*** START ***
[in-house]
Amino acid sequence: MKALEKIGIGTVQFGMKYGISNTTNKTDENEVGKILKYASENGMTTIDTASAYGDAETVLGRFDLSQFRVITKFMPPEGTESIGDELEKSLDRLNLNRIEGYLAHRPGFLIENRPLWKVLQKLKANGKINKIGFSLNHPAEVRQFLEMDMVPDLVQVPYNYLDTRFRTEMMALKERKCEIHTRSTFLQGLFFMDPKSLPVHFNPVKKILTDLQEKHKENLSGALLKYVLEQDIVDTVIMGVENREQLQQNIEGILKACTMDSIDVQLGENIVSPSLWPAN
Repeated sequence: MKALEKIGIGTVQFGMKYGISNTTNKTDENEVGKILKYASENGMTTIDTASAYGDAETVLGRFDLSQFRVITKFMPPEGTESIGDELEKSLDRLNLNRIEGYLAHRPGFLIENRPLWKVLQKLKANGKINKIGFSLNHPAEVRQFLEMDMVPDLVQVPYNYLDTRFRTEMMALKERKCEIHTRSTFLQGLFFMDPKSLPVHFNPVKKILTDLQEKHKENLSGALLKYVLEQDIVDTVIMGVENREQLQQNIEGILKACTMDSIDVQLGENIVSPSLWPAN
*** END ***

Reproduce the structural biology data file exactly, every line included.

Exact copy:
[in-house]
Amino acid sequence: MKALEKIGIGTVQFGMKYGISNTTNKTDENEVGKILKYASENGMTTIDTASAYGDAETVLGRFDLSQFRVITKFMPPEGTESIGDELEKSLDRLNLNRIEGYLAHRPGFLIENRPLWKVLQKLKANGKINKIGFSLNHPAEVRQFLEMDMVPDLVQVPYNYLDTRFRTEMMALKERKCEIHTRSTFLQGLFFMDPKSLPVHFNPVKKILTDLQEKHKENLSGALLKYVLEQDIVDTVIMGVENREQLQQNIEGILKACTMDSIDVQLGENIVSPSLWPAN
Repeated sequence: MKALEKIGIGTVQFGMKYGISNTTNKTDENEVGKILKYASENGMTTIDTASAYGDAETVLGRFDLSQFRVITKFMPPEGTESIGDELEKSLDRLNLNRIEGYLAHRPGFLIENRPLWKVLQKLKANGKINKIGFSLNHPAEVRQFLEMDMVPDLVQVPYNYLDTRFRTEMMALKERKCEIHTRSTFLQGLFFMDPKSLPVHFNPVKKILTDLQEKHKENLSGALLKYVLEQDIVDTVIMGVENREQLQQNIEGILKACTMDSIDVQLGENIVSPSLWPAN